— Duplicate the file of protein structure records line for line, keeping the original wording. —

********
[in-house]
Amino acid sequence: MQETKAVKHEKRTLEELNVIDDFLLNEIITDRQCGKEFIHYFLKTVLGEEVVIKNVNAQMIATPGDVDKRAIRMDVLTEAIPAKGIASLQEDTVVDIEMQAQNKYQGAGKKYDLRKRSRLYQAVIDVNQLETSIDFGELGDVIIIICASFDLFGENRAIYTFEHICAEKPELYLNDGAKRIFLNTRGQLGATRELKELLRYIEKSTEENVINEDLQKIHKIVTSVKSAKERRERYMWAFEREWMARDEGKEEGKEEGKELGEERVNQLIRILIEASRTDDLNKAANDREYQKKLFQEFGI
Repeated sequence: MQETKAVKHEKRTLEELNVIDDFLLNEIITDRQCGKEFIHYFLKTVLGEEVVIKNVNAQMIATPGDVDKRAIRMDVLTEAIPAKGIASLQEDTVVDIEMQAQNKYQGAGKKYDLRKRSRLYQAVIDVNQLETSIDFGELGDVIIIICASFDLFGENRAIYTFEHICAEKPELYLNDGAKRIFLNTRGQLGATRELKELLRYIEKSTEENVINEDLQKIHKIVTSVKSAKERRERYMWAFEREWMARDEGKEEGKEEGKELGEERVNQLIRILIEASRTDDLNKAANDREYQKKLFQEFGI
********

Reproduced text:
[in-house]
Amino acid sequence: MQETKAVKHEKRTLEELNVIDDFLLNEIITDRQCGKEFIHYFLKTVLGEEVVIKNVNAQMIATPGDVDKRAIRMDVLTEAIPAKGIASLQEDTVVDIEMQAQNKYQGAGKKYDLRKRSRLYQAVIDVNQLETSIDFGELGDVIIIICASFDLFGENRAIYTFEHICAEKPELYLNDGAKRIFLNTRGQLGATRELKELLRYIEKSTEENVINEDLQKIHKIVTSVKSAKERRERYMWAFEREWMARDEGKEEGKEEGKELGEERVNQLIRILIEASRTDDLNKAANDREYQKKLFQEFGI
Repeated sequence: MQETKAVKHEKRTLEELNVIDDFLLNEIITDRQCGKEFIHYFLKTVLGEEVVIKNVNAQMIATPGDVDKRAIRMDVLTEAIPAKGIASLQEDTVVDIEMQAQNKYQGAGKKYDLRKRSRLYQAVIDVNQLETSIDFGELGDVIIIICASFDLFGENRAIYTFEHICAEKPELYLNDGAKRIFLNTRGQLGATRELKELLRYIEKSTEENVINEDLQKIHKIVTSVKSAKERRERYMWAFEREWMARDEGKEEGKEEGKELGEERVNQLIRILIEASRTDDLNKAANDREYQKKLFQEFGI